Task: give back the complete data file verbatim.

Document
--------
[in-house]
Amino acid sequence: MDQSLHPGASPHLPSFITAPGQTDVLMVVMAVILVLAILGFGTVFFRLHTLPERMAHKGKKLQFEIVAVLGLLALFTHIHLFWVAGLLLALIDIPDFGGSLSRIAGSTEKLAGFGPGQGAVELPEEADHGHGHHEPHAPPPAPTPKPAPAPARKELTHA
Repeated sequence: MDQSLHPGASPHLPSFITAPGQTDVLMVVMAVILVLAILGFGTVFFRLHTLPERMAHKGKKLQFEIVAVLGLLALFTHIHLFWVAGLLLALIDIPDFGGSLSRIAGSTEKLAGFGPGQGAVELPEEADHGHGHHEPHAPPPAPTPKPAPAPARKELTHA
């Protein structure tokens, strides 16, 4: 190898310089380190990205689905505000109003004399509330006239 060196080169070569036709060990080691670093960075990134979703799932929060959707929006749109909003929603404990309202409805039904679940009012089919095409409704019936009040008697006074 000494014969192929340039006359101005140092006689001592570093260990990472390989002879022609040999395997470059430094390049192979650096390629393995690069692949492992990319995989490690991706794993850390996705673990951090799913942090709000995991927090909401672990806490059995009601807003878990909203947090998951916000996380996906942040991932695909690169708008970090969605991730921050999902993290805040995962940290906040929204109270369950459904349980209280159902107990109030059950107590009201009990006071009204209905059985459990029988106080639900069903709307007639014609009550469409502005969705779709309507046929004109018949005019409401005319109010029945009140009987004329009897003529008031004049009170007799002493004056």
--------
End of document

[in-house]
Amino acid sequence: MDQSLHPGASPHLPSFITAPGQTDVLMVVMAVILVLAILGFGTVFFRLHTLPERMAHKGKKLQFEIVAVLGLLALFTHIHLFWVAGLLLALIDIPDFGGSLSRIAGSTEKLAGFGPGQGAVELPEEADHGHGHHEPHAPPPAPTPKPAPAPARKELTHA
Repeated sequence: MDQSLHPGASPHLPSFITAPGQTDVLMVVMAVILVLAILGFGTVFFRLHTLPERMAHKGKKLQFEIVAVLGLLALFTHIHLFWVAGLLLALIDIPDFGGSLSRIAGSTEKLAGFGPGQGAVELPEEADHGHGHHEPHAPPPAPTPKPAPAPARKELTHA
């Protein structure tokens, strides 16, 4: 190898310089380190990205689905505000109003004399509330006239 060196080169070569036709060990080691670093960075990134979703799932929060959707929006749109909003929603404990309202409805039904679940009012089919095409409704019936009040008697006074 000494014969192929340039006359101005140092006689001592570093260990990472390989002879022609040999395997470059430094390049192979650096390629393995690069692949492992990319995989490690991706794993850390996705673990951090799913942090709000995991927090909401672990806490059995009601807003878990909203947090998951916000996380996906942040991932695909690169708008970090969605991730921050999902993290805040995962940290906040929204109270369950459904349980209280159902107990109030059950107590009201009990006071009204209905059985459990029988106080639900069903709307007639014609009550469409502005969705779709309507046929004109018949005019409401005319109010029945009140009987004329009897003529008031004049009170007799002493004056």